Now we can dive a little deeper and take a look at an application the targets both Android and iOS from a single codebase.

Platform Agnostic Components

The majority of components available on React Native will abstract away the differences between the platforms. In this application, all but one of the components used will work on either platform without our code needing to handle the distinctions at all.

Looking at the code used, we can see that we're using the Navigator, ListView, Text, and View components, all without needing to worry about platform distinctions.

Platform Specific Component Implementations

The only component in our application that has platform specific implementations is our Button component. The nice thing is that React Native makes it very easy to opt into platform specific versions of components by simply naming the files with a platform specific file extension:

// button.ios.js file
import React, {
  TouchableHighlight
} from 'react-native'

export default class Button extends React.Component {
  render() {
    return <TouchableHighlight {...this.props} underlayColor={'#eee'} />
  }
}
import React, {
  TouchableNativeFeedback
} from 'react-native'

export default class Button extends React.Component {
  render() {
    return <TouchableNativeFeedback {...this.props} />
  }
}

Between the two, we can see that the only difference is in the touch specific implementation for Android vs iOS. With these two files defined, the code that uses this component can now be blissfully unaware of the platform distinctions, and simply import and use the component like any other.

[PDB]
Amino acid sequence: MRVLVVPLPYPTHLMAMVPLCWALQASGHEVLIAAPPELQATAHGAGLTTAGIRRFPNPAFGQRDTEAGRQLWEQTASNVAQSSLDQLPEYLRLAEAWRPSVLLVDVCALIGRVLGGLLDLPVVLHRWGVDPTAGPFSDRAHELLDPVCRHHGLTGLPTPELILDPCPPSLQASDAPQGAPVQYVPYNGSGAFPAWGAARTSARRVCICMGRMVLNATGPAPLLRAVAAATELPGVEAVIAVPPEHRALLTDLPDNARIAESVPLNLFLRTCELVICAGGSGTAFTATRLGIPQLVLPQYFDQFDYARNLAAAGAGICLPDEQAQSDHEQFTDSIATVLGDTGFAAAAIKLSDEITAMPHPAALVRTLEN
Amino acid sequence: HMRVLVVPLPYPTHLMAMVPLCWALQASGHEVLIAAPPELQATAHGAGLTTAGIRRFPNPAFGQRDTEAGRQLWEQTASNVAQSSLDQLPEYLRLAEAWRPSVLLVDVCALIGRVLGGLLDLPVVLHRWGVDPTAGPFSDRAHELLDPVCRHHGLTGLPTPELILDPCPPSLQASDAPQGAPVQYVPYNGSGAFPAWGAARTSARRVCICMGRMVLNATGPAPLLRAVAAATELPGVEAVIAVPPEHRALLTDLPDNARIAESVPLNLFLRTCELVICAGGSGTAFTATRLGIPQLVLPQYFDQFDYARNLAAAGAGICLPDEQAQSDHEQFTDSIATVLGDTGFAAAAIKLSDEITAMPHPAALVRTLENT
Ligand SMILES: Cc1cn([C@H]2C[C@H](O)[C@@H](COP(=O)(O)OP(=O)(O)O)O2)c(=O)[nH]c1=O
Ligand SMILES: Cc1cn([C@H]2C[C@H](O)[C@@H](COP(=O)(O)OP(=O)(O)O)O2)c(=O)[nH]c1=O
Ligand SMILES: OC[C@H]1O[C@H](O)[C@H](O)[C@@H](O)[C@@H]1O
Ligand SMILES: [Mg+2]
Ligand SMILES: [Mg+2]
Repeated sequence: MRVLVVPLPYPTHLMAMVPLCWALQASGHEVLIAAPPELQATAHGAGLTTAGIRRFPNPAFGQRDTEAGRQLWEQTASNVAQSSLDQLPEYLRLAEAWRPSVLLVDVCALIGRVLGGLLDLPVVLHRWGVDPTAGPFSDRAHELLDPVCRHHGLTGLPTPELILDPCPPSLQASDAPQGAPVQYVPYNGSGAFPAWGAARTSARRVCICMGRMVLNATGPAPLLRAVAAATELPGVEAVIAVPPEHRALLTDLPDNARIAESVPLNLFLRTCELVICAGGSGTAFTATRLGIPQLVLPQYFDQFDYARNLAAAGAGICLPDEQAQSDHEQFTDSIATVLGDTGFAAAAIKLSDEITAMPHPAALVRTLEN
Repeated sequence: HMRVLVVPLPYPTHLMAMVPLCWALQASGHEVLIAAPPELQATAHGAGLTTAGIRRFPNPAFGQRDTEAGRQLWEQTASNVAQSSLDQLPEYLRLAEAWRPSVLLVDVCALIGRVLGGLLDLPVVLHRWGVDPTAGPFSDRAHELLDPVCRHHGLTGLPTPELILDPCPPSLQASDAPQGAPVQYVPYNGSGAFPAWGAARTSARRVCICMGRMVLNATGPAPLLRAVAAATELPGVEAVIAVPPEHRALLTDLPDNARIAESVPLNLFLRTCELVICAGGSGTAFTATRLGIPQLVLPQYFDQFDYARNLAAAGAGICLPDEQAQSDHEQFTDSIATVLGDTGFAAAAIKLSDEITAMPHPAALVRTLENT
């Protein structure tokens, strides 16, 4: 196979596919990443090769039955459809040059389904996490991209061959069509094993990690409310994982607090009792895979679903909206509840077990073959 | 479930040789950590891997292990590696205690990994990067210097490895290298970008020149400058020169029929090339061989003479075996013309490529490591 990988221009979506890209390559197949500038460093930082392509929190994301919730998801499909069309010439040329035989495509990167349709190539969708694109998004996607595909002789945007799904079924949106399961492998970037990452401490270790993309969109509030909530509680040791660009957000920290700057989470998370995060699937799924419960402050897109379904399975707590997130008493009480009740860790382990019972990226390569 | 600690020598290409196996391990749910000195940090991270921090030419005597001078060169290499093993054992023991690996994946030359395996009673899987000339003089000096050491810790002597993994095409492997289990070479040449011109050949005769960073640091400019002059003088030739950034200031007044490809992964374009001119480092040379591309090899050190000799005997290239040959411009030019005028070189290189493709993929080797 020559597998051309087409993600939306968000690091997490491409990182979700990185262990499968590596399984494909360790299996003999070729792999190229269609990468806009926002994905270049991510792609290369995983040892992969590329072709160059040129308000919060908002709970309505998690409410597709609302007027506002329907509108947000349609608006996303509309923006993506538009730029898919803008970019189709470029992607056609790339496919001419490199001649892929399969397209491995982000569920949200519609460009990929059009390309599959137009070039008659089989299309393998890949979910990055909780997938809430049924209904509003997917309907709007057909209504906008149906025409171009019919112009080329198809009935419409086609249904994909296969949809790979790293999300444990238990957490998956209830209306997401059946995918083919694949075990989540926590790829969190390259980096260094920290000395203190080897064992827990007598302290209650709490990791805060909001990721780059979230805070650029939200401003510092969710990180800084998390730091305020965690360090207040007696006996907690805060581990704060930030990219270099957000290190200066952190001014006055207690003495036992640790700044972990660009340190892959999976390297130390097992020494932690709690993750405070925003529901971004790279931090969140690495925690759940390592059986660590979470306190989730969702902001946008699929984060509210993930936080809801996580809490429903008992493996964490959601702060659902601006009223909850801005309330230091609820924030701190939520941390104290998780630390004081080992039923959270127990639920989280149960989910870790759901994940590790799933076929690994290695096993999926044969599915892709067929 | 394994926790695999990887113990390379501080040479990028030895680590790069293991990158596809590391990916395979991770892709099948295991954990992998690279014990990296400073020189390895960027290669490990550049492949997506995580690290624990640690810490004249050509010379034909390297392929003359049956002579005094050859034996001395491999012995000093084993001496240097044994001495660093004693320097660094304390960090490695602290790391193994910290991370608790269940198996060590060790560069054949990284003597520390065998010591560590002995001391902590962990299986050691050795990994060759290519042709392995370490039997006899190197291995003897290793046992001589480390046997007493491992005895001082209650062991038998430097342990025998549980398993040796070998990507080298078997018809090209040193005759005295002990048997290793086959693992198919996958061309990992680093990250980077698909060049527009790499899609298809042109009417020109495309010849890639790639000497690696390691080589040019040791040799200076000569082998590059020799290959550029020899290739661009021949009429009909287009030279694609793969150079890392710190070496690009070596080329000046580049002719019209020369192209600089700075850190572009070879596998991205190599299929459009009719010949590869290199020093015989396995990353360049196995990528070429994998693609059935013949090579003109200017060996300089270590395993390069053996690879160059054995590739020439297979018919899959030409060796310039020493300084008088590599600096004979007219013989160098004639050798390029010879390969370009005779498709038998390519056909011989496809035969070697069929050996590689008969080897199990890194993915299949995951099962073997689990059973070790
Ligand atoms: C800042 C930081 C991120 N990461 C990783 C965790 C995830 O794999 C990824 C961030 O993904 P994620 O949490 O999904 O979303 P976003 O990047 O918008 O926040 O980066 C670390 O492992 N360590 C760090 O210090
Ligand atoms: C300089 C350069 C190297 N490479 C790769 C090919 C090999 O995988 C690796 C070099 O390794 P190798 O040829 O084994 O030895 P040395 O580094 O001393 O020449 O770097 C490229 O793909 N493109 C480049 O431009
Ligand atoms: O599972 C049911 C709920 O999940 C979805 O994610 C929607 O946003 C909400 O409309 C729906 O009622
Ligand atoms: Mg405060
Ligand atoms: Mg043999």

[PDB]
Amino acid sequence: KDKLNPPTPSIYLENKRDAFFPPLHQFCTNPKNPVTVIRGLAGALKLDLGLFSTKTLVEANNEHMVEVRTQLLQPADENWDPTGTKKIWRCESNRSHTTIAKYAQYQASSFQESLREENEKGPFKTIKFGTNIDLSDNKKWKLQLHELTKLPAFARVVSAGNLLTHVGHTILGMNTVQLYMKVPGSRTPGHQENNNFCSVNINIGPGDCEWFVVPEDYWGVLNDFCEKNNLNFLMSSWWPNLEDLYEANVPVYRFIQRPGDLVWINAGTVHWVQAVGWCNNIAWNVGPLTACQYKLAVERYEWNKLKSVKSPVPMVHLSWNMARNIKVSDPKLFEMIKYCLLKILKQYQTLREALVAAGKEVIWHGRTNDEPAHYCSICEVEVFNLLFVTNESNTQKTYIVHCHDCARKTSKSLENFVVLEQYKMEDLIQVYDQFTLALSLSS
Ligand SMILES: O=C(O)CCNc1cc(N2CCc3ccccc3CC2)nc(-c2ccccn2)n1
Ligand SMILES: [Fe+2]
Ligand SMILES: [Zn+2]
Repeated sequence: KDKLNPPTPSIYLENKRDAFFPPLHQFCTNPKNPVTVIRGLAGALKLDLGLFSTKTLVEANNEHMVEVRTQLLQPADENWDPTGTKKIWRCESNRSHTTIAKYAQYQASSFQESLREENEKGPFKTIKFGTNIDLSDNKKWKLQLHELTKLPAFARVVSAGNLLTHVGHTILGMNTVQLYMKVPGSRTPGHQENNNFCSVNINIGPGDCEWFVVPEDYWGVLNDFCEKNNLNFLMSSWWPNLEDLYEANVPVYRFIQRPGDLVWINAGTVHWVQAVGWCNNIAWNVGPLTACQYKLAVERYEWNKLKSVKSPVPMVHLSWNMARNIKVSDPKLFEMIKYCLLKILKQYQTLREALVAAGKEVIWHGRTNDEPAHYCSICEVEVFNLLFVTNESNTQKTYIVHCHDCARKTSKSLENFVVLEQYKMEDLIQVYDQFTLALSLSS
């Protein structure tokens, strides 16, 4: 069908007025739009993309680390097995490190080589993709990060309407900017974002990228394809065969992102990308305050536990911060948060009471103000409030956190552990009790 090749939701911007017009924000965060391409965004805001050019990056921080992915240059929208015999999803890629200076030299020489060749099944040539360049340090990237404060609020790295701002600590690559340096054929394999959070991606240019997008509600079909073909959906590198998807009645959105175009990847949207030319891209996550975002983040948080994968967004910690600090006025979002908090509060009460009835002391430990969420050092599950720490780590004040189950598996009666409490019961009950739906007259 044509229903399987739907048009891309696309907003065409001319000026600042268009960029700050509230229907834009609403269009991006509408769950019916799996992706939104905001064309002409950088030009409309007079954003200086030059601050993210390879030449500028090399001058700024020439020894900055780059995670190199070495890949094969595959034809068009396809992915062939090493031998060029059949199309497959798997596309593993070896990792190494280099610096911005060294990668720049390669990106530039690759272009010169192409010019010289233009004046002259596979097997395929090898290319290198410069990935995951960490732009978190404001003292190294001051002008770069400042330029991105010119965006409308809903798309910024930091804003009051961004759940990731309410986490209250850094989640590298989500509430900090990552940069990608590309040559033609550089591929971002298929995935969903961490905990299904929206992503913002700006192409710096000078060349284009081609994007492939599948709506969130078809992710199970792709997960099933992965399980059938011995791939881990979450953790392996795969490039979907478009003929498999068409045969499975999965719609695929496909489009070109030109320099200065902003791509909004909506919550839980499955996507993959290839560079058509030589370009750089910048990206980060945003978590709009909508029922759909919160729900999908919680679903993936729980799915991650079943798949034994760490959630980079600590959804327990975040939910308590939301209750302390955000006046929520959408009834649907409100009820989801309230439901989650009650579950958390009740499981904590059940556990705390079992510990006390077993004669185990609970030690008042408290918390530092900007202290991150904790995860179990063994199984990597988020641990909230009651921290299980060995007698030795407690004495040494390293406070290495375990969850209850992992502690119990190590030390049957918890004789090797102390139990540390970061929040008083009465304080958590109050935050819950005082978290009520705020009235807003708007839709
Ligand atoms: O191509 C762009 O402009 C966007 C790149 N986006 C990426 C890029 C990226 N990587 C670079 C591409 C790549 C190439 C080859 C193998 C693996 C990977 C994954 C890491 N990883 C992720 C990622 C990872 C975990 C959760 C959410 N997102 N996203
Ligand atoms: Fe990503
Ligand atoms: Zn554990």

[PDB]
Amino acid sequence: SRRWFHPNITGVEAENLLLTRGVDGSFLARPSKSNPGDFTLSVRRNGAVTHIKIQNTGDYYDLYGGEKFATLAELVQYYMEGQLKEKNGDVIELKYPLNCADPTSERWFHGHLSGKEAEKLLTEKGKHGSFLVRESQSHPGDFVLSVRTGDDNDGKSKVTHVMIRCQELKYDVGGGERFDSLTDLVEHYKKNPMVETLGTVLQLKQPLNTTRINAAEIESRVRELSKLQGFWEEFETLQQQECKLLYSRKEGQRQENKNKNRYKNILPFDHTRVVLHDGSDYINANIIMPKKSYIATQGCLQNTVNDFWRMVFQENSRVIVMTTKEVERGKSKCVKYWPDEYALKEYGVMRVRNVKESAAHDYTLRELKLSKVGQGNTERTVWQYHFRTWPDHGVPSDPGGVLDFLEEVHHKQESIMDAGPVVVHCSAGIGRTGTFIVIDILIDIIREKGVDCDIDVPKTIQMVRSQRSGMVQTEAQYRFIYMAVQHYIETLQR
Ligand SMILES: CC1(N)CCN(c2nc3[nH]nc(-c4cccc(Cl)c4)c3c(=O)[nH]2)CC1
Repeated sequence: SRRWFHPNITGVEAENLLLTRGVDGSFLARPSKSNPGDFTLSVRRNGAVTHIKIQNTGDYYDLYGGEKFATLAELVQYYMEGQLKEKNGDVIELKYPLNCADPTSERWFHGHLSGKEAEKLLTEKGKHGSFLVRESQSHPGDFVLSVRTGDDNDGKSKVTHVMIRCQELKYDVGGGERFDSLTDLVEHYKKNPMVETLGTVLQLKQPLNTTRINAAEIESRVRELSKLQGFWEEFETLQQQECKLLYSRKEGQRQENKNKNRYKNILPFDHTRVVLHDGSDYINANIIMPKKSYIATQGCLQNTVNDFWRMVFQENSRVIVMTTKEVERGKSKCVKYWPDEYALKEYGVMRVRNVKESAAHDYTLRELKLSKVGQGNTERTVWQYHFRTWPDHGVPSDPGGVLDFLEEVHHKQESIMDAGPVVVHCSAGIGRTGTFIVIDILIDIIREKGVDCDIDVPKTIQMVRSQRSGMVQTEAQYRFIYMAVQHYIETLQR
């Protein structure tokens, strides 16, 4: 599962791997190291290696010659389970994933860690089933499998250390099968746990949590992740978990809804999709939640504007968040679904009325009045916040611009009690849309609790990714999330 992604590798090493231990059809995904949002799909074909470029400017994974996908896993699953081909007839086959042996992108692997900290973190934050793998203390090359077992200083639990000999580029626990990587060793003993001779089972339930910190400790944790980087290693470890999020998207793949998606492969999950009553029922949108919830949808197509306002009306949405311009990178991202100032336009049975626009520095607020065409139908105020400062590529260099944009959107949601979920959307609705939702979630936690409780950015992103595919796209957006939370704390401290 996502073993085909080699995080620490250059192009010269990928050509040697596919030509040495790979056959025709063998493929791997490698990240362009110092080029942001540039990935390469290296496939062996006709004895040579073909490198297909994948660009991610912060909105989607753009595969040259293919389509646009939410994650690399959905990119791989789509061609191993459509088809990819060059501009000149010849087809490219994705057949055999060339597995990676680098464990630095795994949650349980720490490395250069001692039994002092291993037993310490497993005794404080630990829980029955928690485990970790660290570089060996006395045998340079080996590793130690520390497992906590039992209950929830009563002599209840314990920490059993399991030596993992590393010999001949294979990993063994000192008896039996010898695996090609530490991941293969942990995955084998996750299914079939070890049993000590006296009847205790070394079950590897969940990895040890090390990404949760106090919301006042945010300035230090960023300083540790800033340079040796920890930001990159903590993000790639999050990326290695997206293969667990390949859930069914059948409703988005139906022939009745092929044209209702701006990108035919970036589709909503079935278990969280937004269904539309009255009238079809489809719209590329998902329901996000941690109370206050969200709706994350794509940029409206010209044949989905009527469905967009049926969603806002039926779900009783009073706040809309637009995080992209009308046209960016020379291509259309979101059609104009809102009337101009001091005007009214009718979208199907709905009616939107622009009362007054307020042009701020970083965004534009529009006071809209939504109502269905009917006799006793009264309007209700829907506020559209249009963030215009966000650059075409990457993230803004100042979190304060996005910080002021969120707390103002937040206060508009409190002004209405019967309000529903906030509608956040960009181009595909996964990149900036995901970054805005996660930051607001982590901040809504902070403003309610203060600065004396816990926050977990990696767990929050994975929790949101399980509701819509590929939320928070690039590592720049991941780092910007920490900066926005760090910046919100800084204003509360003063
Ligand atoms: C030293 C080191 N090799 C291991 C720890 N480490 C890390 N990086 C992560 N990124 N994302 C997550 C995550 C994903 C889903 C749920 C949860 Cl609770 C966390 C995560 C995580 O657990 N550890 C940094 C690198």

import React, {
  StyleSheet,
  Text,
  View,
} from 'react-native'

import Button from './button'
import Quote from './quote'

export default class Row extends React.Component {
  // ... other functions omitted

  render() {
    return (
      <View>
        <Button onPress={this.navigateTo.bind(this)}>
          <View style={styles.rowContainer}>
            <Text style={styles.text} numberOfLines={1}>{this.truncatedQuote()}</Text>
          </View>
        </Button>
      </View>
    )
  }
}

The children are passed as a prop to our Button component, allowing us to define the platform specific implementation only where needed, and then use it via the abstracted component we've created. Nice!

React Native Everywhere?

While React starting as a project for building web applications, it very quickly was ported to a whole variety of platforms including canvas, server rendering, and even custom implementations like Netflix's Gibbon system which allows them to render React applications on a whole variety of embedded TV systems.

Not with React Native, we can target Android and iOS, but the momentum is only growing with Microsoft recently announcing React Native on the Universal Windows Platform. There is even a React Native for the Web project (which is not a joke, much as it sounds like one). This speaks to the power of the abstractions introduced by React, and the value of the "learn once, write anywhere" philosophy.

Where to Get Started

If you're interested in giving React Native a shot, the best place to start is the projects own Getting Started guide.